"In a typical scenario, the computer of a person within a company who can initiate funds transfers on behalf of the U.S. business is compromised by either a phishing e-mail or by visiting a malicious website," a joint statement issued by the FBI, FS-ISAC and IC3 states. "The malware harvests the user's corporate online banking credentials."

Zeus, Backdoor.bot, and SpyEye have been identified as being the malicious software behind some of the cases. One business hit by the attack reported the computer's hard drive was infected and erased remotely before the IT department could investigate.

Zeus is capable of stealing multifactor authentication tokens, allowing cyberthieves to log in to bank accounts with user names, passwords and token IDs. Backdoor.bot has worm, downloader, keylogger and spy ability. It allows fraudsters to remotely access an infected computer, deepening the infection by downloading additional malware from a remote server. And SpyEye, a backdoor Trojan, runs as a service process in the background, allowing unauthorized remote access to the compromised computer.

Avivah Litan, distinguished analyst at Gartner Research, says these types of attacks will keep coming, because financial institutions have failed to build adequate defenses. "These attacks are using the same techniques that have been used for a couple of years against business bank accounts and, more recently, against enterprise systems and security companies," Litan says. [See RSA Breach: A CISO's Action Items]

"It's unfortunate that the FFIEC still hasn't updated their guidance, because many banks are lagging in their efforts to institute layered security controls and fraud prevention methods that can stop much of the damage and most of the attacks," she adds.

Precautions and Recommendations

Litan recommends banks and credit unions implement secure browsing and out-of-band-transaction verification. "Banks need to act with a sense of urgency to get these in place," she says. "These can help stave off immediate threats and should be instituted within an overall fraud management framework that relies on basic fraud prevention principles, such as user and account profiling, that have generally stood the test of time."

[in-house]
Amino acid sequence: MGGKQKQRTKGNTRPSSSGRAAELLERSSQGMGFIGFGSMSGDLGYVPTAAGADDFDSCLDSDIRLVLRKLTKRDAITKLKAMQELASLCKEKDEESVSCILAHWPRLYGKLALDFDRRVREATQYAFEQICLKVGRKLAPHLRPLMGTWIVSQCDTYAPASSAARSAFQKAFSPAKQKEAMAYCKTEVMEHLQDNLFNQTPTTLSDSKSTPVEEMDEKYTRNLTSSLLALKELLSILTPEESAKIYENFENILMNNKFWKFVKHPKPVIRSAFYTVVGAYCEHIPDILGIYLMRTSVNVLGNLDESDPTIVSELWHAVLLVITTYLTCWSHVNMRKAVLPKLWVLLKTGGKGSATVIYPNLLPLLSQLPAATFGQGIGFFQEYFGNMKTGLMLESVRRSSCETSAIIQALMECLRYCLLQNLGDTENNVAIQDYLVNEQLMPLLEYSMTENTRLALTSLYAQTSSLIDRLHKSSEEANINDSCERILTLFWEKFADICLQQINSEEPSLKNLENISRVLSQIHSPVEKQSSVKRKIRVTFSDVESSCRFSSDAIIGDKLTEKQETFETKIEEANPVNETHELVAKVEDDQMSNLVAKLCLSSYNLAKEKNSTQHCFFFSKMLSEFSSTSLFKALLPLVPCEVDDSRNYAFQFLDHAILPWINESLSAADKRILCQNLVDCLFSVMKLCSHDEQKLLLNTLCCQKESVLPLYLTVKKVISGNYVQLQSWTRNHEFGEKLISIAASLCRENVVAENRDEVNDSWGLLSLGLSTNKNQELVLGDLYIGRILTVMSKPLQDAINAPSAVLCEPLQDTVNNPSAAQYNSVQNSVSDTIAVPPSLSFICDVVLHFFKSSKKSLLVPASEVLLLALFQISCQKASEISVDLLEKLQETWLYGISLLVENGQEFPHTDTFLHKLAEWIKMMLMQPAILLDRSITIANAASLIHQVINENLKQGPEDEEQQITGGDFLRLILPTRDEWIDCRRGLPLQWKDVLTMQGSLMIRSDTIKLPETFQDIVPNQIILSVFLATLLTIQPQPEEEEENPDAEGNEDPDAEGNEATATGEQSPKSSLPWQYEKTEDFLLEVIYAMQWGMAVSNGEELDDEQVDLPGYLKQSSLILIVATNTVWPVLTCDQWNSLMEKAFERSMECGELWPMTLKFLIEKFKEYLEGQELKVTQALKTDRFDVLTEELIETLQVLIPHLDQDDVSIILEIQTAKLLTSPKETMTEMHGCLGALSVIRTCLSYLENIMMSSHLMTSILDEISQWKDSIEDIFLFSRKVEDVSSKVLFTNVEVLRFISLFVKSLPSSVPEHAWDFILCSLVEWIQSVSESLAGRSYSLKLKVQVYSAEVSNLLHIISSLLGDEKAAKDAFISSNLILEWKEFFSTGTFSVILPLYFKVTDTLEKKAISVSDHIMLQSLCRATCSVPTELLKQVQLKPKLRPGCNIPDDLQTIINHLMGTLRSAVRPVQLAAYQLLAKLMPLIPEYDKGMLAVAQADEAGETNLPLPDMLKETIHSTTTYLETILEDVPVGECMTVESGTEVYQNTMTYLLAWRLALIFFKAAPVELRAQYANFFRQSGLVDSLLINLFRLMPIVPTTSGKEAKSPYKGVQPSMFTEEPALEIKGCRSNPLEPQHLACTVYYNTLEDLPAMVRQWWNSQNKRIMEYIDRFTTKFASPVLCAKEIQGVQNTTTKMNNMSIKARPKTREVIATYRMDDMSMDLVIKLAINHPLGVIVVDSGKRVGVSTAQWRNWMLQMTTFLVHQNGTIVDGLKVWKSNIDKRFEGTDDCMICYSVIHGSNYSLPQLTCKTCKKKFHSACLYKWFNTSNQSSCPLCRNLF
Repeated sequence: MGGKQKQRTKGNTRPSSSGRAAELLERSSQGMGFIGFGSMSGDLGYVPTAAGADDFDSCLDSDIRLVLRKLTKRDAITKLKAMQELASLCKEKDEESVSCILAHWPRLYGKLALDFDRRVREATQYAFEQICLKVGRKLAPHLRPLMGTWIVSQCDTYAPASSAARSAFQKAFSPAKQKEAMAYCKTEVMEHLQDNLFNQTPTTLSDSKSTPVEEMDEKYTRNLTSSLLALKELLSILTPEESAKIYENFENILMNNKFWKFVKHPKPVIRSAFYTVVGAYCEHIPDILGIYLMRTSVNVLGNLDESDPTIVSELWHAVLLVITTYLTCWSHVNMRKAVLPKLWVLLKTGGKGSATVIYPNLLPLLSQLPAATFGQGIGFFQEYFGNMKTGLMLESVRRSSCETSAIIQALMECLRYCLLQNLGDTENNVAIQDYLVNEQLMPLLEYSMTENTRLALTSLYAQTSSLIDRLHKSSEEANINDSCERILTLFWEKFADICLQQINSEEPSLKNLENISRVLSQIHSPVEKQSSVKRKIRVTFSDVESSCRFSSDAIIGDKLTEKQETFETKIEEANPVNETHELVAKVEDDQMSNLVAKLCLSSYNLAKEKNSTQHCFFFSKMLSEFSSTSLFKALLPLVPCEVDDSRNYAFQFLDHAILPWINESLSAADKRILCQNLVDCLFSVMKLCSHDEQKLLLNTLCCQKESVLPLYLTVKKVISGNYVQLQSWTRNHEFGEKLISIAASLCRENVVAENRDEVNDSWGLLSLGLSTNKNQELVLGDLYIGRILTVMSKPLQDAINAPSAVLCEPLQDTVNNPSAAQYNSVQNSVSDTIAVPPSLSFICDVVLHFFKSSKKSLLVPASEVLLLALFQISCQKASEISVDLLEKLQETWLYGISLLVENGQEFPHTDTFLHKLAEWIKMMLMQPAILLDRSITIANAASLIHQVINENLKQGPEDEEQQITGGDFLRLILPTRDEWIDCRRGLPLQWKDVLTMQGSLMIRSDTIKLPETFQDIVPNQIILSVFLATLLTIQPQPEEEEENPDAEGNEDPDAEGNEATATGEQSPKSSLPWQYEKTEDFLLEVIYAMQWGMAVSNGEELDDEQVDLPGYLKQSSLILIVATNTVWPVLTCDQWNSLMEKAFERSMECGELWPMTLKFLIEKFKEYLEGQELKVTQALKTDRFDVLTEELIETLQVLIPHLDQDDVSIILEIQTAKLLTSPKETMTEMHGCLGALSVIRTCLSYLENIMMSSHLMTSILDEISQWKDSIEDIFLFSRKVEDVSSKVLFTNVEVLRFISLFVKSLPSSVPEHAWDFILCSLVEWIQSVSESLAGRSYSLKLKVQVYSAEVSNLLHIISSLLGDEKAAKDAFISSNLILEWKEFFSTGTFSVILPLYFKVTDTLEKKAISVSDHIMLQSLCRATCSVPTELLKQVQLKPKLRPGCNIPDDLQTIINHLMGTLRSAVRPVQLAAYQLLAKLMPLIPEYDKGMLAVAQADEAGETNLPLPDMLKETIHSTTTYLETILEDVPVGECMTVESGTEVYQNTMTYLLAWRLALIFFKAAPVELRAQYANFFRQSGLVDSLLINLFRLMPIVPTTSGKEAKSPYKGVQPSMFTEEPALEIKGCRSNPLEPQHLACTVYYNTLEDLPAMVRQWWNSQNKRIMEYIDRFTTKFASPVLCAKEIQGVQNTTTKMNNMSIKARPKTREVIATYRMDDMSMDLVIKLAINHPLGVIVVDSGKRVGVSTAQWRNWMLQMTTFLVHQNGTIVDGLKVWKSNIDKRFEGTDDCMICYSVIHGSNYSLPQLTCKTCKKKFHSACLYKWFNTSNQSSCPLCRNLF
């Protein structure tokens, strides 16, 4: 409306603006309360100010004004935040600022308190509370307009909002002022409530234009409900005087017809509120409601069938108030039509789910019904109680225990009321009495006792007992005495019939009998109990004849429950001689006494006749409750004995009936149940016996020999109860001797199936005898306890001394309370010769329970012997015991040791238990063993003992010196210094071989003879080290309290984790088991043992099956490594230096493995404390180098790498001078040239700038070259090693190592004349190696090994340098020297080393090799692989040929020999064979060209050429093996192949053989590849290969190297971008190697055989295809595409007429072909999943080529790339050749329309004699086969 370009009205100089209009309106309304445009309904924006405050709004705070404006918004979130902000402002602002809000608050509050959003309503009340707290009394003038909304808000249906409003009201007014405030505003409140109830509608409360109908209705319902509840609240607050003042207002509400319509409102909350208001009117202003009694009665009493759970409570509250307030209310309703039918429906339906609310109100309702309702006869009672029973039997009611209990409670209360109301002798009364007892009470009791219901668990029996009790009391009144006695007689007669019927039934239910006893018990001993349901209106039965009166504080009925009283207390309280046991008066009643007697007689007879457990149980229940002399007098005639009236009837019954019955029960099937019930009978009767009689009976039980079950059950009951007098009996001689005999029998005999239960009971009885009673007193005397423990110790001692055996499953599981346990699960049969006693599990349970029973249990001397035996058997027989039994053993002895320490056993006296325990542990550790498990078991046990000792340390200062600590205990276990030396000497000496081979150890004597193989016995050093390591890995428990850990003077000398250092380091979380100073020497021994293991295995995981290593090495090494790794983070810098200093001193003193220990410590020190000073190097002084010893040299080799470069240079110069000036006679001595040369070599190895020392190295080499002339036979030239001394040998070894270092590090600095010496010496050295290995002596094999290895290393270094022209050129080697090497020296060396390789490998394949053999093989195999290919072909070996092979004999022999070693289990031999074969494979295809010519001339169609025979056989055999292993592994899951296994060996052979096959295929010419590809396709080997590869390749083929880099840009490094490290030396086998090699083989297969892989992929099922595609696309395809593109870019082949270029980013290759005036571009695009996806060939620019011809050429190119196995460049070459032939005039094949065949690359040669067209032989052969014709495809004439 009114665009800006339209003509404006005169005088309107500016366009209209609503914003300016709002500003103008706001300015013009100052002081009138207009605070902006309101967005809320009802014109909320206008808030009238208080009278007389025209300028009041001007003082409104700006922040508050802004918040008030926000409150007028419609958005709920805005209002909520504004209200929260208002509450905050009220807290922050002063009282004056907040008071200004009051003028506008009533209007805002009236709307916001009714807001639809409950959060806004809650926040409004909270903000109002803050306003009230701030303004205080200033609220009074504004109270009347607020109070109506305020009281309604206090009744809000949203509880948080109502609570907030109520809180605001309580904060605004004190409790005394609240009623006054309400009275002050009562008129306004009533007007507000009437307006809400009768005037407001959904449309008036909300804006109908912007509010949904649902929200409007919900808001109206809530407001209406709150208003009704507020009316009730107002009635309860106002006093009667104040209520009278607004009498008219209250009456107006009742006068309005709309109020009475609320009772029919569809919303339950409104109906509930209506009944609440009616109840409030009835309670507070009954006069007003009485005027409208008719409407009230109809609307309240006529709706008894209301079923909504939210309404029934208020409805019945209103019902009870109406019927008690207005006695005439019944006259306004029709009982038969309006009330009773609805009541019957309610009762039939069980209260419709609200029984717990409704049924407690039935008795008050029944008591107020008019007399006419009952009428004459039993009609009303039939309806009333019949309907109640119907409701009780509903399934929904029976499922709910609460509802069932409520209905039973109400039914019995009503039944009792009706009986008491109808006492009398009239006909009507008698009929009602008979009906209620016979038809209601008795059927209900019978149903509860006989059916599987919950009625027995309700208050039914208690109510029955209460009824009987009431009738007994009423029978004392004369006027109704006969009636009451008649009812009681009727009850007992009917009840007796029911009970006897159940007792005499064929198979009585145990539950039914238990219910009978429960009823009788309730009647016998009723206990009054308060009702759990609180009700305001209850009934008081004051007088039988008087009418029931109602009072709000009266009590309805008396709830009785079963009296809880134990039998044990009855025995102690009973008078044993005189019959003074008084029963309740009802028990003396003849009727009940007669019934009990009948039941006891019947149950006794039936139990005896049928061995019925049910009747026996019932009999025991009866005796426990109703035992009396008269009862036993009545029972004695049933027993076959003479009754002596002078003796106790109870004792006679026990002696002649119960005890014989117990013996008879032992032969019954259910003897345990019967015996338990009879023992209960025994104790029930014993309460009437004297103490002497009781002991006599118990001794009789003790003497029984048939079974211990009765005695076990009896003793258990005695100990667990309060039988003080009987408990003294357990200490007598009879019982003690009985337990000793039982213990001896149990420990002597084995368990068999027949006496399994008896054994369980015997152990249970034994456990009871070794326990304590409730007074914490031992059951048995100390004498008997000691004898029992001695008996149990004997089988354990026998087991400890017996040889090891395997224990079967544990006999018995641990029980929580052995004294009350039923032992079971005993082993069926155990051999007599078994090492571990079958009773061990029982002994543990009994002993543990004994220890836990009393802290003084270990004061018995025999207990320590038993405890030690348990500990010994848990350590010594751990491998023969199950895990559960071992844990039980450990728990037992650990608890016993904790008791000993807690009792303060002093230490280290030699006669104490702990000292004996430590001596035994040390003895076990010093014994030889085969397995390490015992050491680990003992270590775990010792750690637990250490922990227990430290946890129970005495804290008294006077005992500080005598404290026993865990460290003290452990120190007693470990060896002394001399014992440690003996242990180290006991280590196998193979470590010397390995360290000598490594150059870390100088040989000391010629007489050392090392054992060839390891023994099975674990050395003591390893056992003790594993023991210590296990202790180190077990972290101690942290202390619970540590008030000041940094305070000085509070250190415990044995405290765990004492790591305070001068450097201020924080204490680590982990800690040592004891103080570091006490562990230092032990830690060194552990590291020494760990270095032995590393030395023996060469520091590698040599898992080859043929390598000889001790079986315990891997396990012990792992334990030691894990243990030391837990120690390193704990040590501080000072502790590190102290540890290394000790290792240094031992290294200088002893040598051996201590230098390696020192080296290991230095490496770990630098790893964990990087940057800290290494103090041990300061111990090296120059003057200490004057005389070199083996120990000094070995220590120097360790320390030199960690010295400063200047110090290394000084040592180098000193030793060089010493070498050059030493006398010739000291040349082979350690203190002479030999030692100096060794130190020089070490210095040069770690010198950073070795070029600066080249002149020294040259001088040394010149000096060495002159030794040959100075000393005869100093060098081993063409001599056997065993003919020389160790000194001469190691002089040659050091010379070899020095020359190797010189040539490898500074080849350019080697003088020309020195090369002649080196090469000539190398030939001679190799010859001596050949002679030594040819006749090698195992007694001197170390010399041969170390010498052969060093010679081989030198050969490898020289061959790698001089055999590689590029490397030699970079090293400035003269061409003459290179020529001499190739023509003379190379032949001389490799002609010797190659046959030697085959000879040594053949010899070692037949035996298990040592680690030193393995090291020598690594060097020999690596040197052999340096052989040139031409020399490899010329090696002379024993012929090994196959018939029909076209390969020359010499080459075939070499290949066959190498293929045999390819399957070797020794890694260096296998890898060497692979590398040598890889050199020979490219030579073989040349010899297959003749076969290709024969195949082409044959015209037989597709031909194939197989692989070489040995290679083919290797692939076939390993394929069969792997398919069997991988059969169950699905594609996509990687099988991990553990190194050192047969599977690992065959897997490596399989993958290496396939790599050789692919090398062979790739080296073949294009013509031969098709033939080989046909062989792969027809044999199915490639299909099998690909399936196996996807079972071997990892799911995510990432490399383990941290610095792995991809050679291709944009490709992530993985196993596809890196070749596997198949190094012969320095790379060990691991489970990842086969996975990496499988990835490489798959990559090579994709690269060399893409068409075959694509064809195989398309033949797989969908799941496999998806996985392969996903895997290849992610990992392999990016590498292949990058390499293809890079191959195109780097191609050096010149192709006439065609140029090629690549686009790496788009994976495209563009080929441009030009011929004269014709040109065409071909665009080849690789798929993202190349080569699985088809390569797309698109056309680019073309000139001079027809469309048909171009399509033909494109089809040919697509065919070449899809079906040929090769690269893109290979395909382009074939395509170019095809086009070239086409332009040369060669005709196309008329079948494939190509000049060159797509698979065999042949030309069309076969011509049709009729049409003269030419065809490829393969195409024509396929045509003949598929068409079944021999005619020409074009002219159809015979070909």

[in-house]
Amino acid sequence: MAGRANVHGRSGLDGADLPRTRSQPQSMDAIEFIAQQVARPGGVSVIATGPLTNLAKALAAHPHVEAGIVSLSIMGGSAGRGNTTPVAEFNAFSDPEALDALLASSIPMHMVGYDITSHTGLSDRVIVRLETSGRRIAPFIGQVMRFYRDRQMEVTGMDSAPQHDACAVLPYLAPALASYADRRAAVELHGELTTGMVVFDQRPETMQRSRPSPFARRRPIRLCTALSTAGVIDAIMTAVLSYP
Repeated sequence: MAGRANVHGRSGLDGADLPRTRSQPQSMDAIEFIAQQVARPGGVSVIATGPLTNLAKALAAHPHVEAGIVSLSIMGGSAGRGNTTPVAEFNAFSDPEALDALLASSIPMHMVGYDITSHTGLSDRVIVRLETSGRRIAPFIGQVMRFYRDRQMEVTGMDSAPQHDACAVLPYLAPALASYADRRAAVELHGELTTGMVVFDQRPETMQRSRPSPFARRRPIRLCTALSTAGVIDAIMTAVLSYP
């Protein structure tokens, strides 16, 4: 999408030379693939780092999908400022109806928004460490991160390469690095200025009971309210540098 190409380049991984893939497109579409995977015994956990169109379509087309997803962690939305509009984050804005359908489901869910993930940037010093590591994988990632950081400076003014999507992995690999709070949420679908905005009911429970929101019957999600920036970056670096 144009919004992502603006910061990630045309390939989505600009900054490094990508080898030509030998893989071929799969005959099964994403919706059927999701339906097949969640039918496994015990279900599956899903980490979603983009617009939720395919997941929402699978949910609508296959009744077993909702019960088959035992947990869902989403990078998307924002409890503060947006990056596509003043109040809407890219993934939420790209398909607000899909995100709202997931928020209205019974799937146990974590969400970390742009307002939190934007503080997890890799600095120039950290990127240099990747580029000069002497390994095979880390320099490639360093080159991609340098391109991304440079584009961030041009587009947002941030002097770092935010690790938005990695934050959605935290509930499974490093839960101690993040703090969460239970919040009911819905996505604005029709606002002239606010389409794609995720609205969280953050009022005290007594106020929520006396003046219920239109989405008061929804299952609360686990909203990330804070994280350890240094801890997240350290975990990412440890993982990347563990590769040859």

The FBI says multiple companies, which usually include the name of a Chinese port city, have been used for the unauthorized transfers. These cities banking institutions should be on the lookout for include: Raohe, Fuyuan, Jixi City, Xunke, Tongjiang, and Dongning. The official company names also include the words "economic and trade," "trade" and "LTD."

The fraudulent companies also appear to hold bank accounts with the Agricultural Bank of China, the Industrial and Commercial Bank of China and the Bank of China.

Wire transfers destined for any of those cities should be heavily scrutinized, especially when no prior transaction history to those cities exists for a particular business or public entity.

Suspicious incidents should be reported. Victims can contact the FBI directly or file a complaint online at www.IC3.gov.

The FBI's investigation is ongoing. The entity behind these unauthorized transfers has not been identified.


About the Author

Tracy Kitten

Tracy Kitten

Executive Editor, BankInfoSecurity & CUInfoSecurity

A veteran journalist with more than 18 years' experience, Kitten has covered the financial sector for the last 11 years. Before joining Information Security Media Group in 2010, where she now serves as the Executive Editor of BankInfoSecurity and CUInfoSecurity, she covered the financial self-service industry as the senior editor of ATMmarketplace, part of Networld Media. Kitten has been a regular speaker at domestic and international conferences, and was the keynote at ATMIA's U.S. and Canadian conferences in 2009. She has been quoted by CNN.com, ABC News, Bankrate.com and MSN Money.